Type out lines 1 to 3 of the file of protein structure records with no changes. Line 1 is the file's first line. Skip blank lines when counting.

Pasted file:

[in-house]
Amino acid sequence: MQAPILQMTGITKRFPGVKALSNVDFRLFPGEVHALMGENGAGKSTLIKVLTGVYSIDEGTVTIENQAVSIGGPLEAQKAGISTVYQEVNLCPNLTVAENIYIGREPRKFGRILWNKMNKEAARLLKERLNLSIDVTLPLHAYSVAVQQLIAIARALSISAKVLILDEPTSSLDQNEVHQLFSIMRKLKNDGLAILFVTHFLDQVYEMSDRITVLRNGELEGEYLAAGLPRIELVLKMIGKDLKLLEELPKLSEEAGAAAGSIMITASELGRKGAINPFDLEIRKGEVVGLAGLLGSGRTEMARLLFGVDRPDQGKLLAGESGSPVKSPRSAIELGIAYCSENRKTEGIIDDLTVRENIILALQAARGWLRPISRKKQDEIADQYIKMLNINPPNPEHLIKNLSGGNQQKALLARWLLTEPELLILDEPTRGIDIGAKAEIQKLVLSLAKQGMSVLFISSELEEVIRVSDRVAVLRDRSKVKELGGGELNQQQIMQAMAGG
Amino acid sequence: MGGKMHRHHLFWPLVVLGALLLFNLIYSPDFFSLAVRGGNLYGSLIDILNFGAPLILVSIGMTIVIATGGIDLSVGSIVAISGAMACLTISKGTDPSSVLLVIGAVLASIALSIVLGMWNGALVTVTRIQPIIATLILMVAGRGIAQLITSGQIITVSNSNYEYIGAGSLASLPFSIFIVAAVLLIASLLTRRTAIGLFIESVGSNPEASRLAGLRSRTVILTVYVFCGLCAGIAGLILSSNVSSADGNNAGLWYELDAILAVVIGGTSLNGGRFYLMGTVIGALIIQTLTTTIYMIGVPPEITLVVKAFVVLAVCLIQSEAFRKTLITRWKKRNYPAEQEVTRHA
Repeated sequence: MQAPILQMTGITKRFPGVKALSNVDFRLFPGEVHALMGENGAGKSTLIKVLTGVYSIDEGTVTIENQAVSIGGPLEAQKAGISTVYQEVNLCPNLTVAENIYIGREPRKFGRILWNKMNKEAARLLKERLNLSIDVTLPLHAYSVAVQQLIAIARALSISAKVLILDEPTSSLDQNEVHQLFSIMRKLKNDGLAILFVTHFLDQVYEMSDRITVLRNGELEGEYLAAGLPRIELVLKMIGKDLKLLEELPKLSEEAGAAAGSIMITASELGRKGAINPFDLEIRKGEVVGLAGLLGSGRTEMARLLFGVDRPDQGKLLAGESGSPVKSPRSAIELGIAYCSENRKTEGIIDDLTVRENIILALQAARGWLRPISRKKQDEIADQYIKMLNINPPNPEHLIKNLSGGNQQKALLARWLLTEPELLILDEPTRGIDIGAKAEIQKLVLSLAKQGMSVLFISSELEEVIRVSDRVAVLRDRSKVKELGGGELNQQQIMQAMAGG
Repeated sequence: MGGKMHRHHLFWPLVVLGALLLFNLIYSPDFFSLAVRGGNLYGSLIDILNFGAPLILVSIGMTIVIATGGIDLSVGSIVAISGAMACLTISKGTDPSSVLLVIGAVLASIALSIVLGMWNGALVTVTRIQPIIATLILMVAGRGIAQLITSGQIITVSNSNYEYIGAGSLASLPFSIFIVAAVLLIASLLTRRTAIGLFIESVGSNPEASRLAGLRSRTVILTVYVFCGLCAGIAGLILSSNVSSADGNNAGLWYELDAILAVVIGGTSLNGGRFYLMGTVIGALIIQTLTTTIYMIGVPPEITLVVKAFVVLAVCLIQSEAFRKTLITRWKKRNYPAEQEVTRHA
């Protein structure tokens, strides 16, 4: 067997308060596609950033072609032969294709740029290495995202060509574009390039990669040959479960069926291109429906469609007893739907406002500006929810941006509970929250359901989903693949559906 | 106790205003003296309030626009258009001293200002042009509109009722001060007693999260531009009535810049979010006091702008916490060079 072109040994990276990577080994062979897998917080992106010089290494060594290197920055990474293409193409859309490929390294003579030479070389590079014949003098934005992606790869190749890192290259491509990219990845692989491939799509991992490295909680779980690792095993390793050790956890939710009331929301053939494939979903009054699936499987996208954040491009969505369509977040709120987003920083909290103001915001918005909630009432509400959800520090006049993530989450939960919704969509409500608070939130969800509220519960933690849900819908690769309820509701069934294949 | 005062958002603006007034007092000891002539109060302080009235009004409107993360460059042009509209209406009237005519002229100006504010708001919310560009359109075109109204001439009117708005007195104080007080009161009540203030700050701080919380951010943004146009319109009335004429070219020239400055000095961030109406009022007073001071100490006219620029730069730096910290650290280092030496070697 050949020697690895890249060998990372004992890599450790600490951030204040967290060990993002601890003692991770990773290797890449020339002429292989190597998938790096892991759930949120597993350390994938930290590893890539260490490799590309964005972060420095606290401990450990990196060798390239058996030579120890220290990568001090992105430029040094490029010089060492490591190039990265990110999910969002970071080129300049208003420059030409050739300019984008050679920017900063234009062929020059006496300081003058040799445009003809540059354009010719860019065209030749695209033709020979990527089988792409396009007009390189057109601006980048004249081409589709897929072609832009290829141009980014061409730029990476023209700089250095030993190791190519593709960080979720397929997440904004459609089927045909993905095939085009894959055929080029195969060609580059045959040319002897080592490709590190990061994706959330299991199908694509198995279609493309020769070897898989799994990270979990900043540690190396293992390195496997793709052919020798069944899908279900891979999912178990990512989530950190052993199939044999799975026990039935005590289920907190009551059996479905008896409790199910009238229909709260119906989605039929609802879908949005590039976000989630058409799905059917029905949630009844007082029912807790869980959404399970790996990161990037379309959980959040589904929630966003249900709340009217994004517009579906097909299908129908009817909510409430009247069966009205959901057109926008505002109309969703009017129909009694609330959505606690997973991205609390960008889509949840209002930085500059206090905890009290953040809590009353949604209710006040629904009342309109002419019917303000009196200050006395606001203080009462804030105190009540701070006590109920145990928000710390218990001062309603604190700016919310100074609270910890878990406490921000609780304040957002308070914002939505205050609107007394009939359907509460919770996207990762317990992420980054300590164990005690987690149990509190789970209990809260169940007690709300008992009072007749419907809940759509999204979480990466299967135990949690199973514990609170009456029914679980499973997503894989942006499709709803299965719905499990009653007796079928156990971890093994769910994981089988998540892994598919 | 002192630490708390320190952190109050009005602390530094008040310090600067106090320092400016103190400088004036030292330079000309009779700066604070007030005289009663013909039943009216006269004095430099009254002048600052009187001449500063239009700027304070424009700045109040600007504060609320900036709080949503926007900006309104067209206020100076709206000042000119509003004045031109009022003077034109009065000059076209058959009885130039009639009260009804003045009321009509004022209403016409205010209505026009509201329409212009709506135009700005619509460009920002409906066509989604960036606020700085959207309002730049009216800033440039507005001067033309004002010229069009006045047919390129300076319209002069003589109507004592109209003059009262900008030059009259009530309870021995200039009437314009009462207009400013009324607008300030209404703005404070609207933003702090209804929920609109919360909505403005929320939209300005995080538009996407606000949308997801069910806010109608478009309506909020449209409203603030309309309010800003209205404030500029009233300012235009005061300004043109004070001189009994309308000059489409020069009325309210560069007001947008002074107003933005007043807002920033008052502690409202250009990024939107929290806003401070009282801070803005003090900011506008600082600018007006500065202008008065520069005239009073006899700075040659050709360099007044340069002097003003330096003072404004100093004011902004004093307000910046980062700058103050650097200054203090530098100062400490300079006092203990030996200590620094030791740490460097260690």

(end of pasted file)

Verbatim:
[in-house]
Amino acid sequence: MQAPILQMTGITKRFPGVKALSNVDFRLFPGEVHALMGENGAGKSTLIKVLTGVYSIDEGTVTIENQAVSIGGPLEAQKAGISTVYQEVNLCPNLTVAENIYIGREPRKFGRILWNKMNKEAARLLKERLNLSIDVTLPLHAYSVAVQQLIAIARALSISAKVLILDEPTSSLDQNEVHQLFSIMRKLKNDGLAILFVTHFLDQVYEMSDRITVLRNGELEGEYLAAGLPRIELVLKMIGKDLKLLEELPKLSEEAGAAAGSIMITASELGRKGAINPFDLEIRKGEVVGLAGLLGSGRTEMARLLFGVDRPDQGKLLAGESGSPVKSPRSAIELGIAYCSENRKTEGIIDDLTVRENIILALQAARGWLRPISRKKQDEIADQYIKMLNINPPNPEHLIKNLSGGNQQKALLARWLLTEPELLILDEPTRGIDIGAKAEIQKLVLSLAKQGMSVLFISSELEEVIRVSDRVAVLRDRSKVKELGGGELNQQQIMQAMAGG
Amino acid sequence: MGGKMHRHHLFWPLVVLGALLLFNLIYSPDFFSLAVRGGNLYGSLIDILNFGAPLILVSIGMTIVIATGGIDLSVGSIVAISGAMACLTISKGTDPSSVLLVIGAVLASIALSIVLGMWNGALVTVTRIQPIIATLILMVAGRGIAQLITSGQIITVSNSNYEYIGAGSLASLPFSIFIVAAVLLIASLLTRRTAIGLFIESVGSNPEASRLAGLRSRTVILTVYVFCGLCAGIAGLILSSNVSSADGNNAGLWYELDAILAVVIGGTSLNGGRFYLMGTVIGALIIQTLTTTIYMIGVPPEITLVVKAFVVLAVCLIQSEAFRKTLITRWKKRNYPAEQEVTRHA